Chapter 19

  • Kurt H. Wolff
Part of the Boston Studies in the Philosophy of Science book series (BSPS, volume 51)


In this book and chronologically, ‘Beginning: In Hegel and Today’ is the first case of surrender-to changing into surrender.1 The surrender was to the phenomenon of beginning, which, it might be put, led to making a beginning — in German, you will recall perhaps, ‘beginning’ is Anfang, related to Fang, catch, etc. ‘Might be put’ because I am not sure; if I were, I’d know the one way of putting it. ‘Beginning: In Hegel and Today’ appears to me to be two things: a beginning — of what? of a level of consciousness; secondly — and it will turn out to be the same, and the sense in which it is the same and in which it is two things will be clarified presently — it is a self—contained piece, to be read, looked at, explored, lived with, as if it were a work of art:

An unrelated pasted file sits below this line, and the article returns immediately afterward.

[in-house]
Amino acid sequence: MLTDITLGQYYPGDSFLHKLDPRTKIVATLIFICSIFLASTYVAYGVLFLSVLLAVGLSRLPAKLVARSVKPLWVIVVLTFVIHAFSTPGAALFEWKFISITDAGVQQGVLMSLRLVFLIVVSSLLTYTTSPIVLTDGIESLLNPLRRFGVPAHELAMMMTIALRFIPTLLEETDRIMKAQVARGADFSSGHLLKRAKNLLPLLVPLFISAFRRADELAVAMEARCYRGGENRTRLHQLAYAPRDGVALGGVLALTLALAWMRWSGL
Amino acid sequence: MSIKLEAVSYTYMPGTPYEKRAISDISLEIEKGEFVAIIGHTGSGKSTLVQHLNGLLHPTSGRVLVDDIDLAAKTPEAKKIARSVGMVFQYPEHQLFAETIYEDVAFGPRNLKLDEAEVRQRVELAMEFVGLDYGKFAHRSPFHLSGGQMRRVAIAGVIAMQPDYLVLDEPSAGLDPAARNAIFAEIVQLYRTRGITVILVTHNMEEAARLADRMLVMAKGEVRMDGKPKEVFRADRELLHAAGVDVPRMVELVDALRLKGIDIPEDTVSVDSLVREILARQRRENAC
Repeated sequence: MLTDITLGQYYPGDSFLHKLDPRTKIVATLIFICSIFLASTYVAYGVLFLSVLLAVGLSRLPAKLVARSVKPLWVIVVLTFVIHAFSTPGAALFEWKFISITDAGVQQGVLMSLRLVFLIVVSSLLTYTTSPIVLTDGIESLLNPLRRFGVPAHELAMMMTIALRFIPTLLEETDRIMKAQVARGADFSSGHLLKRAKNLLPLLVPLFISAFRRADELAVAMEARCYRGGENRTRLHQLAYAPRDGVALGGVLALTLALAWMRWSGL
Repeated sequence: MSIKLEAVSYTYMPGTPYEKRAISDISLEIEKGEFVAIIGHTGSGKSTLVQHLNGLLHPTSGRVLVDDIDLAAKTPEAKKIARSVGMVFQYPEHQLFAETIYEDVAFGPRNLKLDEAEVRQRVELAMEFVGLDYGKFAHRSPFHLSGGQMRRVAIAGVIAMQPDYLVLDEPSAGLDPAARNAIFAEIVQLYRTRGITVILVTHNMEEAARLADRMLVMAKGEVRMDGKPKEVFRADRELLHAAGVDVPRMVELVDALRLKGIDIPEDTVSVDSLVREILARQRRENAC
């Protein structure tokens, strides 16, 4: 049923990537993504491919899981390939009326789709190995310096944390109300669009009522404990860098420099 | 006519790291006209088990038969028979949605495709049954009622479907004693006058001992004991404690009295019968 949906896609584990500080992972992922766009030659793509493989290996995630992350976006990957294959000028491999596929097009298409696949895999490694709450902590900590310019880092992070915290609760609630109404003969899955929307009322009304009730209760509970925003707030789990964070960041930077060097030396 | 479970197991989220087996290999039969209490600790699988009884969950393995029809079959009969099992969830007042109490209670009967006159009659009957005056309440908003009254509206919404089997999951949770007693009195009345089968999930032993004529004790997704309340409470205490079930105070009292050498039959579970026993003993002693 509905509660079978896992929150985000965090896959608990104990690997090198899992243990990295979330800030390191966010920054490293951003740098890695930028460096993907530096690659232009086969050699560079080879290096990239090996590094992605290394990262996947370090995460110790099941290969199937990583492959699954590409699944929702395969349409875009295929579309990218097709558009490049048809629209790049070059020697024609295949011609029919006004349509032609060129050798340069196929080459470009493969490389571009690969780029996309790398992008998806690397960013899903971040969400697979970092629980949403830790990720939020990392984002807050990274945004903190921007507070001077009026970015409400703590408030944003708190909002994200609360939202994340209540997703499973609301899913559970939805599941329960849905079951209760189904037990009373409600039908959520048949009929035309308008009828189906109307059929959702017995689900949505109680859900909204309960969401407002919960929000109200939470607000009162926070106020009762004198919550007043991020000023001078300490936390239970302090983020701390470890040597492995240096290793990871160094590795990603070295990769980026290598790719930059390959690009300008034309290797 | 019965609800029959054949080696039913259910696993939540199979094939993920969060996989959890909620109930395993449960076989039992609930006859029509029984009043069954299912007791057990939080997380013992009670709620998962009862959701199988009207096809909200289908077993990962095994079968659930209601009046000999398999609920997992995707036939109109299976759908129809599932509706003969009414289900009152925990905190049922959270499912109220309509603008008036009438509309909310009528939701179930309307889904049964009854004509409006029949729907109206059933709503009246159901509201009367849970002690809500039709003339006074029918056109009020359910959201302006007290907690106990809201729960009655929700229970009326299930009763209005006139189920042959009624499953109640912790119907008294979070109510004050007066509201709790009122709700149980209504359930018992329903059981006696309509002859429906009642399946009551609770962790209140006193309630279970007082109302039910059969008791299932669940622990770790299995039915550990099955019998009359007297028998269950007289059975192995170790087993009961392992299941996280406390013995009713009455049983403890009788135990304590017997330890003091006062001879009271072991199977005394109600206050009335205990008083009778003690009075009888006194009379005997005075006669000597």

we find ourselves ‘surrendering’ and ‘catching’; and while the catch [not only this moment of the explosion of its consciousness but the paper from then on, and retrospectively the whole paper] may not be a concept in the everyday or scientific sense, ontologically it always is a new conceiving, a new concept, a new beginning, a new being—in—the—world (18, 41).


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Copyright information

© D. Reidel Publishing Company, Dordrecht, Holland 1976

Authors and Affiliations

  • Kurt H. Wolff
    • 1
  1. 1.Brandeis UniversityWalthamUSA

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